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Safe Sleep For Your Baby

I will be the first to admit that I am probably the mom that lets her kids play a little too wild, the mom that tests the limits, the mom that does not take every precaution with my littles. However, growing up I was raised by a woman that took every precaution, watched my every step, and made every attempt to keep me safe in a world that was anything but that. I have no doubt in my mind that I am currently alive and breathing today because of her mama bear instincts and ability to take the necessary steps to create a safe place for me and my brother. As a pediatric sleep consultant a large part of my job is to educate my clients about safe sleep. There are so many different voices and opinions in the media that are inconsistent with health care messages which can create confusion and misinformation about infant sleep safety and may lead inadvertently to unsafe practices. My hope is to eliminate as much confusion as possible by laying out a few tips and guidelines for you to follow in order to create a safe sleep space for your baby.

The ABC’s of Safe Sleep

The AAP recommends that babies sleep in their own sleep space Alone, instead of co-sleeping. In addition to sleeping in the own space, it is also recommended that babies be placed on their  Backs for all sleep. Laying baby on their side or their stomachs are not advised and could cause suffocation. Finally, always make sure that your baby’s Crib is empty. I know it is tempting to attach the cute crib bumpers, and line the crib with adorable stuffed animals, but those can be very hazardous and cause suffocation for baby. An easy way to remember these three tips is to use the acronym “ABC”.

Alone - Babies should always be on their own sleep surface. Bed sharing is a risk factor for SIDS and other sleep related deaths.

Back - Babies should be on their backs for every sleep.

Crib - The crib should be empty. This means no bumper pads, pillows, blankets, stuffed animals, toys or supplies such as diapers and diaper wipes.

DO’s and DON’T’s of Safe Sleep


  • Always place your baby on a firm mattress with a tightly fitted sheet in a safe crib.
  • Decorate your baby’s room as you choose, but leave the crib or any other place where the baby sleeps empty.
  • Always place your baby on his or her back at bedtime and at nap time, even if they can roll over on their own.
  • Always put your baby to sleep in a separate but close-by safe place to sleep.
  • Room-sharing (your baby sleeps in your room on a separate safe surface, such as a bassinette, Pack ‘n Play®; or other safe sleep place) is a way to help prevent SIDS. AAP recommends sharing a bedroom with your baby until he is at least 6-12 months old.
  • Breastfeeding has been shown to decrease the risk of SIDS. You may breastfeed your baby in bed with you, but always remember to put him back in his own separate safe place to sleep when you are finished nursing.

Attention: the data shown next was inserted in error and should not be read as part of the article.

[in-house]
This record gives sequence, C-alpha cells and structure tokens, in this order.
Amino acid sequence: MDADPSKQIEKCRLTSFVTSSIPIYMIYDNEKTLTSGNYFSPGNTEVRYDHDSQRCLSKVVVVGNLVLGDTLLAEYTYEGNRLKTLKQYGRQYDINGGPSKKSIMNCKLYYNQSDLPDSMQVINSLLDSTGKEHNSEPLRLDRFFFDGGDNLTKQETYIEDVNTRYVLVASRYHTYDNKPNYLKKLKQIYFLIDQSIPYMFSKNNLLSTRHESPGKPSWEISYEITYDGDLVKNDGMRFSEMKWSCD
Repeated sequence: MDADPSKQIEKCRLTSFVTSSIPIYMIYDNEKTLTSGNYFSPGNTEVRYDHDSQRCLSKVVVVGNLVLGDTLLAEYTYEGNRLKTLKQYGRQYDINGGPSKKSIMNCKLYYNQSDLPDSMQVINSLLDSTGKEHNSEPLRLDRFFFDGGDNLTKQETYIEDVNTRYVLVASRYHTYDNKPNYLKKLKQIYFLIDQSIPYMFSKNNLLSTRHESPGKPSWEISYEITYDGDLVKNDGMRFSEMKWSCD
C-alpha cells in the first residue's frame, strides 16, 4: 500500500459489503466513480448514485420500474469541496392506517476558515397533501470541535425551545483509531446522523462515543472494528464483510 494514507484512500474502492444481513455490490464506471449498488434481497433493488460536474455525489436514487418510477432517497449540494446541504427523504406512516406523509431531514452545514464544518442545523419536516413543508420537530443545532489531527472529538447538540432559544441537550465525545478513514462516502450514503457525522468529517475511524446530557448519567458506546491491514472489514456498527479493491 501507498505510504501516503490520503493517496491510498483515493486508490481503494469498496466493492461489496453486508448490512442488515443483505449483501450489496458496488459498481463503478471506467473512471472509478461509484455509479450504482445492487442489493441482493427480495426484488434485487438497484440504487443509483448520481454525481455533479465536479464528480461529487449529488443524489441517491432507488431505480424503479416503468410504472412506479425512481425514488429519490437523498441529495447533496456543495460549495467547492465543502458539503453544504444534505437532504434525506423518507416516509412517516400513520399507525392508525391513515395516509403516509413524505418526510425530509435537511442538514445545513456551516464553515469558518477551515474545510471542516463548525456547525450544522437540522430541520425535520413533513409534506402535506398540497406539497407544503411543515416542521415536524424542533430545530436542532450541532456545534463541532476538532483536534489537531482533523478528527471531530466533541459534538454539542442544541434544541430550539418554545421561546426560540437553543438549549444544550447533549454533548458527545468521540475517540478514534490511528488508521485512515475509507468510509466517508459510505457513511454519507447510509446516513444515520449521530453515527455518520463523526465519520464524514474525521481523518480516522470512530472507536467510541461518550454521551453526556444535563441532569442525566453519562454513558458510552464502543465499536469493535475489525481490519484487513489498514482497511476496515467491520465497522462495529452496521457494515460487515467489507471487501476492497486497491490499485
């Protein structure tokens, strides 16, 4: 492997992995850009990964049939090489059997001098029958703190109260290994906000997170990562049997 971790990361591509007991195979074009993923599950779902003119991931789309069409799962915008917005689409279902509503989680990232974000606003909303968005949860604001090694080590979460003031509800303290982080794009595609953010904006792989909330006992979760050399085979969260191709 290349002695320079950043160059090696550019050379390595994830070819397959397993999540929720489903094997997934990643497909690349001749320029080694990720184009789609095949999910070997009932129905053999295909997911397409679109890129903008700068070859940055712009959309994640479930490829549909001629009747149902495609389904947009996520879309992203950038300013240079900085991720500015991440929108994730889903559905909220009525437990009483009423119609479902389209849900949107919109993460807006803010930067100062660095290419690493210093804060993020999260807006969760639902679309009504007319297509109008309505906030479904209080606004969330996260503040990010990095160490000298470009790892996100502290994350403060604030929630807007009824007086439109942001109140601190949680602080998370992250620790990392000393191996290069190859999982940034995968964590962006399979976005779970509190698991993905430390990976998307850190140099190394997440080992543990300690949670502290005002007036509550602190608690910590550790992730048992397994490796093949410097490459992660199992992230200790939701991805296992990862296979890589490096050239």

• Keep sleeping rooms a comfortable temperature: If you are comfortable in the room, then your baby will be too. Try to keep your thermostat between 68-72 degrees.
  • Use a Sleep Sack instead of a blanket to keep baby warm.
  • Do lots of tummy time practice during the day to help strengthen baby’s back and neck muscles so he can lift his head and move it from side to side if he needs to.


  • Bed share: Bed sharing (sleeping in your bed with your baby) increases your baby’s chance of a sleep related infant death. Adult beds and bedding are soft and can cause the baby to suffocate, or an adult can roll over onto the baby, causing suffocation.
  • Never use soft bedding, comforters, pillows, loose sheets, blankets, etc. Do not put toys, positioners or bumpers in the crib or sleep area. The AAP recommends keeping a lovey out of the crib until baby is 12 months of age.
  • Babies should not sleep on couches, arm chairs or other soft sleep surfaces – they should be on a firm mattress in their own sleep space.
  • Avoid the use of commercial devices that are inconsistent with safe sleep recommendations
  • Avoid overheating and head covering on infants. Overheating may cause problems with the control the baby’s brain has over breathing and waking up. Do not over-bundle your baby. He should not feel hot to the touch. Touch the back of the neck to determine whether or not baby feels too hot.
  • Do not use non-recommended sleeping product or placements

Recalled Products

If you are using a sleep aid product such as a Doc-a-Tot, Rock-N-Play, jumper, inclined sleeper, swing or wedge, know that these products are NOT recommended for prolonged or unattended sleep situations. These products are intended to be a space to lay baby when you are cooking dinner, folding laundry, or getting a quick work out in and are able to keep an eye on baby.

Keeping you and your family safe while sleeping is our number one priority. Make sure to keep these tips handy in case you are not sure about how to create the safest sleep environment for your little one.

About the author

Amanda Medley

Why didn’t we try this sooner?! As we speak he is sound asleep in his crib – and has been since 7:15 pm.

Karianne Wanggaard

Sleep Well Sleep Specialists

Don't go through another night of bad sleep.

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Working with Shannon, I went from 2-3 wake ups every night to 1 or 0. She aligned the plan with my preferred sleep cycle. She was always coaching, never judging. Shannon was great, I have referred MANY people to her! That's the best testament to her work that I can give.

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